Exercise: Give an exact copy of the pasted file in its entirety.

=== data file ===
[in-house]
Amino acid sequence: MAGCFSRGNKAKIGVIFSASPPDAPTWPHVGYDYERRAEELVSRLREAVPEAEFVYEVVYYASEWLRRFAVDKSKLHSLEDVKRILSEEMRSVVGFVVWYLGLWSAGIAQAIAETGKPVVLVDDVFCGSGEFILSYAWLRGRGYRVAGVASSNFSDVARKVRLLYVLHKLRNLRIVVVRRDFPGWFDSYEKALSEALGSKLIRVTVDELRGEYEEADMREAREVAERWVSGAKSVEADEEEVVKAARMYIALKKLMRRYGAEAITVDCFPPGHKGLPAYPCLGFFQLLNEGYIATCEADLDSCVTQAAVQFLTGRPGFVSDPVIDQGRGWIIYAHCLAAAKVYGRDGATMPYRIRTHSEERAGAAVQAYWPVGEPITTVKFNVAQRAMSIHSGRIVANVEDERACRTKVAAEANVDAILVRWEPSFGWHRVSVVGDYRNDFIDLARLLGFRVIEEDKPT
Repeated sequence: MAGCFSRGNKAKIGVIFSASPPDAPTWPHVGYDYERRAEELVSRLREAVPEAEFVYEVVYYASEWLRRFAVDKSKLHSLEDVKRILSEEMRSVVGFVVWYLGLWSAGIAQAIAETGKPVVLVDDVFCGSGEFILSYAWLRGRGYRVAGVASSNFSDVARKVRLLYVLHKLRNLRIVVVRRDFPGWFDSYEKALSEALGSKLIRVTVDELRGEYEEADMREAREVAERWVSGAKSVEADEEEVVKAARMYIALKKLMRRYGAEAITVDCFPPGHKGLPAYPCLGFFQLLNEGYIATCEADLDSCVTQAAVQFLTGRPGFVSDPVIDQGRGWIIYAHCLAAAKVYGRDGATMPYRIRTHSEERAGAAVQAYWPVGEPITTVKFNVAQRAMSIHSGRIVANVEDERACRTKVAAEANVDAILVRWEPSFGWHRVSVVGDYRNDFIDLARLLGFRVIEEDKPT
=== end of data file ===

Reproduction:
[in-house]
Amino acid sequence: MAGCFSRGNKAKIGVIFSASPPDAPTWPHVGYDYERRAEELVSRLREAVPEAEFVYEVVYYASEWLRRFAVDKSKLHSLEDVKRILSEEMRSVVGFVVWYLGLWSAGIAQAIAETGKPVVLVDDVFCGSGEFILSYAWLRGRGYRVAGVASSNFSDVARKVRLLYVLHKLRNLRIVVVRRDFPGWFDSYEKALSEALGSKLIRVTVDELRGEYEEADMREAREVAERWVSGAKSVEADEEEVVKAARMYIALKKLMRRYGAEAITVDCFPPGHKGLPAYPCLGFFQLLNEGYIATCEADLDSCVTQAAVQFLTGRPGFVSDPVIDQGRGWIIYAHCLAAAKVYGRDGATMPYRIRTHSEERAGAAVQAYWPVGEPITTVKFNVAQRAMSIHSGRIVANVEDERACRTKVAAEANVDAILVRWEPSFGWHRVSVVGDYRNDFIDLARLLGFRVIEEDKPT
Repeated sequence: MAGCFSRGNKAKIGVIFSASPPDAPTWPHVGYDYERRAEELVSRLREAVPEAEFVYEVVYYASEWLRRFAVDKSKLHSLEDVKRILSEEMRSVVGFVVWYLGLWSAGIAQAIAETGKPVVLVDDVFCGSGEFILSYAWLRGRGYRVAGVASSNFSDVARKVRLLYVLHKLRNLRIVVVRRDFPGWFDSYEKALSEALGSKLIRVTVDELRGEYEEADMREAREVAERWVSGAKSVEADEEEVVKAARMYIALKKLMRRYGAEAITVDCFPPGHKGLPAYPCLGFFQLLNEGYIATCEADLDSCVTQAAVQFLTGRPGFVSDPVIDQGRGWIIYAHCLAAAKVYGRDGATMPYRIRTHSEERAGAAVQAYWPVGEPITTVKFNVAQRAMSIHSGRIVANVEDERACRTKVAAEANVDAILVRWEPSFGWHRVSVVGDYRNDFIDLARLLGFRVIEEDKPT